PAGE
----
Each year the Central Coast Poets of New South Wales (Australia) conduct the Henry Kendall Poetry Award. Kendall (1839-1882) was a nineteenth century Australian author and bush poet who had a difficult personal life but whose books of poetry achieved considerable acclaim.
Kendall’s poems invariably described Australian settings and situations. Here is an extract from Kendall’s poem The Last Of His Tribe:
Will he go in his sleep from these desolate lands,
Like a chief, to the rest of his race,
With the honey-voiced woman who beckons and stands,
And gleams like a dream in his face –
Like a marvellous dream in his face?
The 2017 Henry Kendall Poetry Award was judged by Jean Kent who has published five collections of poetry. Her awards include the Josephine Ulrick Poetry Prize and the Dorothy Porter Prize. In judging the contest, Jean was looking for poems that delight, show a high level of craft and exhibit a genuinely individual voice. The winning poem, Margaret Olley’s Flannel Flowers, by Vanessa Page certainly meets these criteria.
Page’s winning poem uses rich language, where words flow seamlessly, to depict both a saltwater and a freshwater environment; one world in which the writer grew up, and another which she has learned to love. An extract from the poem:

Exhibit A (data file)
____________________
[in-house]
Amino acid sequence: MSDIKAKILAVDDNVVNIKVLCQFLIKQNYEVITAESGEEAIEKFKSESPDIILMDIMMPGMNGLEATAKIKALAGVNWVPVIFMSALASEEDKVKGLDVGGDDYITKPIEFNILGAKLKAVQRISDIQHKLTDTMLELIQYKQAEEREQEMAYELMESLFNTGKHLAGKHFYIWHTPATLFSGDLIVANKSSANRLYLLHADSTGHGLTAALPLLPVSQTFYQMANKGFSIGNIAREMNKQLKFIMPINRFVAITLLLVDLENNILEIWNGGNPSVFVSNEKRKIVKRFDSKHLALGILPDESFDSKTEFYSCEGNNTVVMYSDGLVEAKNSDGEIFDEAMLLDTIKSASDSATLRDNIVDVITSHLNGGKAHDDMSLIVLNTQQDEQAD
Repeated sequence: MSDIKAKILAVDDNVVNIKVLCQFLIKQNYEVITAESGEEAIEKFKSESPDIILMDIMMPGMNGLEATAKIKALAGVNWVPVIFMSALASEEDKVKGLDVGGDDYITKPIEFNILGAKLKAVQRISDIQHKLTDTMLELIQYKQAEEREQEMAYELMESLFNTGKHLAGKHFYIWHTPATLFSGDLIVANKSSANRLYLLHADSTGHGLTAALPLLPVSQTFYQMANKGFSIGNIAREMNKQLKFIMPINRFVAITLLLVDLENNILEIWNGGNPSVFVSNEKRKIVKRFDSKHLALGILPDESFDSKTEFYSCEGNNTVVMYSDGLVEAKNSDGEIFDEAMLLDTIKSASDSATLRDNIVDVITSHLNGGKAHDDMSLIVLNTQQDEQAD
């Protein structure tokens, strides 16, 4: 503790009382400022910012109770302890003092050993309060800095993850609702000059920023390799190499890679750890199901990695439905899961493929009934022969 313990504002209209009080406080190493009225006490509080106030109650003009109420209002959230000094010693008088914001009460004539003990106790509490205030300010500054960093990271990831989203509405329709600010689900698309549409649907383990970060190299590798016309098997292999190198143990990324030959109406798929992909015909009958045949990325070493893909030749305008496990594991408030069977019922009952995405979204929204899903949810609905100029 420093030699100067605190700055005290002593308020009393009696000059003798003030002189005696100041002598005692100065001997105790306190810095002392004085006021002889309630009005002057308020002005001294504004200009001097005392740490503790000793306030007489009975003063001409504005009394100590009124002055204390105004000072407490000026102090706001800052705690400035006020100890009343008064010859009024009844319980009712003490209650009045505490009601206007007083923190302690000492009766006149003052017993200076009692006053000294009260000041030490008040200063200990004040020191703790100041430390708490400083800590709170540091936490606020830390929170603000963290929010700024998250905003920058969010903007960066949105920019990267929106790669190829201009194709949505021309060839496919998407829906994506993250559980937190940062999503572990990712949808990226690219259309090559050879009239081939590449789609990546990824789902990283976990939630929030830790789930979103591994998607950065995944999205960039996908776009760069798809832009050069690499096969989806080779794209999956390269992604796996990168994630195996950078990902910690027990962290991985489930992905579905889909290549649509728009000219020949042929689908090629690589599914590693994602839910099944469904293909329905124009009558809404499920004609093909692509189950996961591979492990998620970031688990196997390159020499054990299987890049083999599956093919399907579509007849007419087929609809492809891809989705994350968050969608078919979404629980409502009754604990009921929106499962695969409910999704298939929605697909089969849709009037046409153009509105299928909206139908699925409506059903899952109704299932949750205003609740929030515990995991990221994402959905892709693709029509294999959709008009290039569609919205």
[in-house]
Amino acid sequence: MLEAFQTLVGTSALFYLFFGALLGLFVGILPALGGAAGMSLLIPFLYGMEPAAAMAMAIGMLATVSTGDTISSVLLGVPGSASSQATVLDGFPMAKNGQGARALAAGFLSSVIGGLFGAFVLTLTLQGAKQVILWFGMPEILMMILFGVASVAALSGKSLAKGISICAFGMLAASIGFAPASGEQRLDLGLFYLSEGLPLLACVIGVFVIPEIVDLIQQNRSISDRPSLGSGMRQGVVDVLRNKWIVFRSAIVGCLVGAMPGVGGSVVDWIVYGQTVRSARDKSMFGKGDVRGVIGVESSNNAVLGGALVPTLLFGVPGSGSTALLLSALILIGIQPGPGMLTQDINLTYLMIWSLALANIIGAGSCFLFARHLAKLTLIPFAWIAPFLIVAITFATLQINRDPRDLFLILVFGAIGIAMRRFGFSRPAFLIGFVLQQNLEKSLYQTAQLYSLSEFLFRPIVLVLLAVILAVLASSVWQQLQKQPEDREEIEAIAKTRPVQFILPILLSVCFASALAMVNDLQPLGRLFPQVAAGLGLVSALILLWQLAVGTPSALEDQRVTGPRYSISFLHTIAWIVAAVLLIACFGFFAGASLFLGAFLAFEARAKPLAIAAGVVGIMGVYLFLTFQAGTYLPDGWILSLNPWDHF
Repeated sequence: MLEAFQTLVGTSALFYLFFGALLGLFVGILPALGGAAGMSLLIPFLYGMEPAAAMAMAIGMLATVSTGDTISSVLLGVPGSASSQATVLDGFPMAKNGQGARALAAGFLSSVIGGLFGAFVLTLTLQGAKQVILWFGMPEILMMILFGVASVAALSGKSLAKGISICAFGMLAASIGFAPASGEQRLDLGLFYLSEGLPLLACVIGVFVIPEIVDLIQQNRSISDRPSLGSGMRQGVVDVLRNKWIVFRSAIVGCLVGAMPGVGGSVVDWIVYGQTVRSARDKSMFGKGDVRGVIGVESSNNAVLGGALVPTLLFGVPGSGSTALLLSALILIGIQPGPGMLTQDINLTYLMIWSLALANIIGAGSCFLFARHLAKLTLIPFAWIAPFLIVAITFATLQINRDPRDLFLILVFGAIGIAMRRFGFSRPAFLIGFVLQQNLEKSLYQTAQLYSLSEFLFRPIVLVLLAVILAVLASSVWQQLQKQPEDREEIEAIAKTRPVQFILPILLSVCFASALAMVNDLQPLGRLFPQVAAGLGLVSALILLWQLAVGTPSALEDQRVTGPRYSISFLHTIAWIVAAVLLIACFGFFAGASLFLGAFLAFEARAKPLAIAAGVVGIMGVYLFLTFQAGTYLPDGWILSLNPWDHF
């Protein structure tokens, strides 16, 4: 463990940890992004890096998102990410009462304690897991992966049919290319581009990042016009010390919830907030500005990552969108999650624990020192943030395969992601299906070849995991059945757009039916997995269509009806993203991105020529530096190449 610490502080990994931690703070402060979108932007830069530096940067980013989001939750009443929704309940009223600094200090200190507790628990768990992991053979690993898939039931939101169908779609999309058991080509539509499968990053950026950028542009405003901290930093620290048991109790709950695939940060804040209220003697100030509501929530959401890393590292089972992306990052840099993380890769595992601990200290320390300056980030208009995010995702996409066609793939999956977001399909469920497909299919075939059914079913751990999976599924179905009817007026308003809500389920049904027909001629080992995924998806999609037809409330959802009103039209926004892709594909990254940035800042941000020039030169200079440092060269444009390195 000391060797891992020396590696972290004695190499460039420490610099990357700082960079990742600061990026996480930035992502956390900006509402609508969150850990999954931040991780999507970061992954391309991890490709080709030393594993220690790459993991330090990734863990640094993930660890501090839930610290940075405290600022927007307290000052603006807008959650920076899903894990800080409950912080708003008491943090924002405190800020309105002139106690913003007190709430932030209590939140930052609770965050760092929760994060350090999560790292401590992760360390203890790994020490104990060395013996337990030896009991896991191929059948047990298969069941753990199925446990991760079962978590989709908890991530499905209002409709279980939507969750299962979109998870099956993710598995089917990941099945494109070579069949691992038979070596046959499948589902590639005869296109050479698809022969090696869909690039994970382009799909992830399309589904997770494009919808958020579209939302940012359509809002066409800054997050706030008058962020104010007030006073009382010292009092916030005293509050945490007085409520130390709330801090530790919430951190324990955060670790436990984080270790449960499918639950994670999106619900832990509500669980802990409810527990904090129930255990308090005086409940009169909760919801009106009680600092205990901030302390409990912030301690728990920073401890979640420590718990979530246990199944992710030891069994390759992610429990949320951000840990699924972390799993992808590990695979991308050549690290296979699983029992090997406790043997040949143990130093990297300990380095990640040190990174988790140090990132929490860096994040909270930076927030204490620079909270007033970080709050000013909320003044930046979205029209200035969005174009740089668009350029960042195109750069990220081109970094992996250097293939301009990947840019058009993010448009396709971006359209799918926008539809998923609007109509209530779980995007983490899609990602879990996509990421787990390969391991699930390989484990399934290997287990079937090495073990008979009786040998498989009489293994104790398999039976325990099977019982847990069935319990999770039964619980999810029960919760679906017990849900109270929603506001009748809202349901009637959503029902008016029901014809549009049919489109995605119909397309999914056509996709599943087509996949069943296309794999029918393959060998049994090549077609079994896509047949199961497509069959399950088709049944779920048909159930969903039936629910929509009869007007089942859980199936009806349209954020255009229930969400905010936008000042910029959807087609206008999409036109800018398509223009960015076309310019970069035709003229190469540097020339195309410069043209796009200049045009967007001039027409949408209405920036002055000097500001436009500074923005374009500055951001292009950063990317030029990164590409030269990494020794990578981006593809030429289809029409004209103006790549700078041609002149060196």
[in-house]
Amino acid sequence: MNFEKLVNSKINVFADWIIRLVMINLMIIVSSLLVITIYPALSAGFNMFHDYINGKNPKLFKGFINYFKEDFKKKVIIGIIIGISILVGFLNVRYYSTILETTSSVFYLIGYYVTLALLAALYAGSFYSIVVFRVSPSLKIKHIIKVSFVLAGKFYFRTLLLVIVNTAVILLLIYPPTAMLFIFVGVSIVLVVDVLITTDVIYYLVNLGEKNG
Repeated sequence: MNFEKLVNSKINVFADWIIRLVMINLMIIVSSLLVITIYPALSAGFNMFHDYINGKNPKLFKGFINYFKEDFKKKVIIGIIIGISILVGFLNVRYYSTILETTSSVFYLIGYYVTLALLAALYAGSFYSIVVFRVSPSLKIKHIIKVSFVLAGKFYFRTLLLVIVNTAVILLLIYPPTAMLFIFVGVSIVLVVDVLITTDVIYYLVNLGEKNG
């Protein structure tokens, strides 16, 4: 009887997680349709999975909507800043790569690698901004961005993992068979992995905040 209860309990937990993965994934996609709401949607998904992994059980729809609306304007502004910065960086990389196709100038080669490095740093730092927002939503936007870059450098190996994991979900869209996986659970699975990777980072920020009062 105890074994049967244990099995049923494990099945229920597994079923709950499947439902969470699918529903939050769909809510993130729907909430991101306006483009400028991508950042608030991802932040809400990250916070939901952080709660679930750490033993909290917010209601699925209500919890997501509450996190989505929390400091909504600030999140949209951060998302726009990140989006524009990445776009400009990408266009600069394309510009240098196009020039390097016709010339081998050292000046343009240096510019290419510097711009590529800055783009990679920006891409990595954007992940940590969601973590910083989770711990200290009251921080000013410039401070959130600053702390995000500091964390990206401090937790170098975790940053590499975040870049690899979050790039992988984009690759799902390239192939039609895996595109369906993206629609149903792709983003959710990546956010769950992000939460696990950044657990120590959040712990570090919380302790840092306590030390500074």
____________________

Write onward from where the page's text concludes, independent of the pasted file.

. . . of the coastal flannel flowers: the way they spoke, perfectly wild
in a fluted cream jug, spilling and existing in no particular arrangement.
Effortlessly beautiful in the same way one’s own country can be . . .
Gillian Telford’s entry Not Yet (one of the Commended poems) combines strong imagery and perfect pacing to create and sustain an evocative mood:
. . . her presence
so small she barely stirred the honeycomb weave
of her blanket; her visage wasted, bones brittle,
a bundle of kindling, half-buried in snow.
In late 2017, Central Coast Poets released an anthology comprising entries to the Henry Kendall Poetry Award plus additional poems from Central Coast writers. It is titled ear to earth: An Anthology of Australian Poetry 2017.
In addition to the awarded poems, a further 40 of the almost 400 entries to the Henry Kendall Poetry Award were selected for inclusion in the anthology. These additional poems included my entry to the contest titled A Fish in the Sand. Here’s an extract from the poem:
Despite this, despite its transient nature, despite having
The look of freeze-dried coffee granules waiting for water
I’m proud of my fish
And I’m pleased it’s not for everyone, not trending on social media
Not immortalised on the world wide web
But just a personal matter, between me and the sand.
Copies of the ear to earth anthology can be purchased online from the Central Coast Poets website.